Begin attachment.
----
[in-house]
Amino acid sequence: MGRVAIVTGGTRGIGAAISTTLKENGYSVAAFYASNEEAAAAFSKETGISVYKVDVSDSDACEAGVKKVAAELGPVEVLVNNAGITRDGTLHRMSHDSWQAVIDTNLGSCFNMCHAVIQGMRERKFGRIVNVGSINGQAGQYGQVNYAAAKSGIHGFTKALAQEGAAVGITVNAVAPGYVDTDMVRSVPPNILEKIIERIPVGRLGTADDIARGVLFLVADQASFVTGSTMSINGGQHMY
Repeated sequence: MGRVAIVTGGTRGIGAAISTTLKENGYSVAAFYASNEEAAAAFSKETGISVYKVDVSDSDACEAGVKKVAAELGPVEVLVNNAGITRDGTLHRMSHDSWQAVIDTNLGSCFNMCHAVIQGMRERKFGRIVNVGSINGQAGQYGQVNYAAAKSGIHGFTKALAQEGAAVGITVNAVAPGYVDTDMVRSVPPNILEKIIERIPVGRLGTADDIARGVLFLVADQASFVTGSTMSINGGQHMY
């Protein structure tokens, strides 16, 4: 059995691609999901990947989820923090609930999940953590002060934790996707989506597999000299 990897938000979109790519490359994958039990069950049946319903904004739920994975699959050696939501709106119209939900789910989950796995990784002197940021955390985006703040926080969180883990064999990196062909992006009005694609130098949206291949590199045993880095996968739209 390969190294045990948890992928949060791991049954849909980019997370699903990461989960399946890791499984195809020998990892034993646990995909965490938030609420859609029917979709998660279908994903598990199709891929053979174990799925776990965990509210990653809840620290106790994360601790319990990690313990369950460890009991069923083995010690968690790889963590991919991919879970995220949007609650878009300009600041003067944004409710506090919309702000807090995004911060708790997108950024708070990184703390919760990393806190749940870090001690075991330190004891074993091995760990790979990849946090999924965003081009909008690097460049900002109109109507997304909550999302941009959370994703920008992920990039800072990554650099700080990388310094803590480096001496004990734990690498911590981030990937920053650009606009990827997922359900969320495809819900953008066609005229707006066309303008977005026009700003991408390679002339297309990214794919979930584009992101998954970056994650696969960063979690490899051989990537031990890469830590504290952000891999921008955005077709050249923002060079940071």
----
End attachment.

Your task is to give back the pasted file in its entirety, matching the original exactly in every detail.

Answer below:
[in-house]
Amino acid sequence: MGRVAIVTGGTRGIGAAISTTLKENGYSVAAFYASNEEAAAAFSKETGISVYKVDVSDSDACEAGVKKVAAELGPVEVLVNNAGITRDGTLHRMSHDSWQAVIDTNLGSCFNMCHAVIQGMRERKFGRIVNVGSINGQAGQYGQVNYAAAKSGIHGFTKALAQEGAAVGITVNAVAPGYVDTDMVRSVPPNILEKIIERIPVGRLGTADDIARGVLFLVADQASFVTGSTMSINGGQHMY
Repeated sequence: MGRVAIVTGGTRGIGAAISTTLKENGYSVAAFYASNEEAAAAFSKETGISVYKVDVSDSDACEAGVKKVAAELGPVEVLVNNAGITRDGTLHRMSHDSWQAVIDTNLGSCFNMCHAVIQGMRERKFGRIVNVGSINGQAGQYGQVNYAAAKSGIHGFTKALAQEGAAVGITVNAVAPGYVDTDMVRSVPPNILEKIIERIPVGRLGTADDIARGVLFLVADQASFVTGSTMSINGGQHMY
């Protein structure tokens, strides 16, 4: 059995691609999901990947989820923090609930999940953590002060934790996707989506597999000299 990897938000979109790519490359994958039990069950049946319903904004739920994975699959050696939501709106119209939900789910989950796995990784002197940021955390985006703040926080969180883990064999990196062909992006009005694609130098949206291949590199045993880095996968739209 390969190294045990948890992928949060791991049954849909980019997370699903990461989960399946890791499984195809020998990892034993646990995909965490938030609420859609029917979709998660279908994903598990199709891929053979174990799925776990965990509210990653809840620290106790994360601790319990990690313990369950460890009991069923083995010690968690790889963590991919991919879970995220949007609650878009300009600041003067944004409710506090919309702000807090995004911060708790997108950024708070990184703390919760990393806190749940870090001690075991330190004891074993091995760990790979990849946090999924965003081009909008690097460049900002109109109507997304909550999302941009959370994703920008992920990039800072990554650099700080990388310094803590480096001496004990734990690498911590981030990937920053650009606009990827997922359900969320495809819900953008066609005229707006066309303008977005026009700003991408390679002339297309990214794919979930584009992101998954970056994650696969960063979690490899051989990537031990890469830590504290952000891999921008955005077709050249923002060079940071």